Istanbul is today a metropolis of 15 million people (ranked the fourth largest city in the world) and spread over two whole continents. It is a very big place.
There was a time when it was much much smaller, when it occupied the tip of Europe and that was during the Byzantine era. You can find a fascinating series of paintings imagining how Constantinople would have looked in its heyday.
Despite being significantly smaller, old Constantinople was already considered a metropolis of its age. It’s location was phenomenal, being at a choke-point for southern Europe and western Asia. This boundaries of old Istanbul were called the Golden Horn. Being such a prize meant that the city was constantly under threat and needed to have rings and rings of walls to protect it.
But as the city grew, more and more settlements started to be built outside the city walls, and with every settlement was the need for a church. A church was therefore erected on this site in the 4th century. It was built outside the walls of the city, hence the name Chora (outside the walls). Although the church was eventually incorporated into the city when a new ring was built to defend the city, it continued to retain its original name.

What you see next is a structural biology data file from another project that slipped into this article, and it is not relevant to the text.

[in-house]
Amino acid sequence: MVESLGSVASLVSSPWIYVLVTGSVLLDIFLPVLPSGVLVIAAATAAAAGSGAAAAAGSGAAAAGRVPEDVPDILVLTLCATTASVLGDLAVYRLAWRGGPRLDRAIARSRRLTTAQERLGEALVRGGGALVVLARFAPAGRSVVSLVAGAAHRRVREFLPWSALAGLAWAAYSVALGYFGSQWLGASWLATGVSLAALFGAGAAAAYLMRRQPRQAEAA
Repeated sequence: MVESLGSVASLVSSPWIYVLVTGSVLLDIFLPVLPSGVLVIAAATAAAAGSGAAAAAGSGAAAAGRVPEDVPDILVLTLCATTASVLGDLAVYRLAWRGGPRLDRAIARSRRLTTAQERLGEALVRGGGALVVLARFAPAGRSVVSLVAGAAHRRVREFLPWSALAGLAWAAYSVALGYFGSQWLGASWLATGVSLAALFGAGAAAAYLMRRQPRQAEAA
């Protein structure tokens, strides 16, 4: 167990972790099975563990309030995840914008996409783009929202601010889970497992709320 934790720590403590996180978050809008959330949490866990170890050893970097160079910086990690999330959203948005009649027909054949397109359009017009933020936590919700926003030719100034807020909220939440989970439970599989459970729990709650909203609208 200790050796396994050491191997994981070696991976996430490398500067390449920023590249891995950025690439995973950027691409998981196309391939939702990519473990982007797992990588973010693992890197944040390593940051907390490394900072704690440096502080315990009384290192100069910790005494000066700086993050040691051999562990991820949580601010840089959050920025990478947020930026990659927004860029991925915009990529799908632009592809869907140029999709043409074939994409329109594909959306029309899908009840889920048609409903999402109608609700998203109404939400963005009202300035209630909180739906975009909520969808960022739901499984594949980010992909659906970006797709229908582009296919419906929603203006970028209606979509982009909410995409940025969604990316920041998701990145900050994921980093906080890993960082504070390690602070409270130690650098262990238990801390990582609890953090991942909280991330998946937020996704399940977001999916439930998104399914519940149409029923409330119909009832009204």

What about this church makes it special to the modern visitor though? Two things, one the amazingly well preserved frescoes and mosaics, and two the focus on Mary and her life.
Walking into the church reveals just how well preserved this church was in comparison to the Hagia Sophia. The gold mosaics are still on the walls with much less damage than in the Hagia Sophia. This is simply due to the fact that the Hagia drew the attention of the greedy Crusaders, while this church outside the walls remained in relative obscurity. It’s preservation was helped by the fact that the Ottomans, who took over later on, respected Christianity, Jesus (who exists in the Quran as a prophet) and Mary.
The second major point is a wall of mosaics and frescoes focusing on the Life of the Virgin – narratives describing the life of Mary that marked her out as the chosen one to bear Jesus, and her life up till her ascension into heaven.
This very matriarchal tradition that was more common in Eastern Christianity versus Western Christianity, which explains what makes this church particularly unique.
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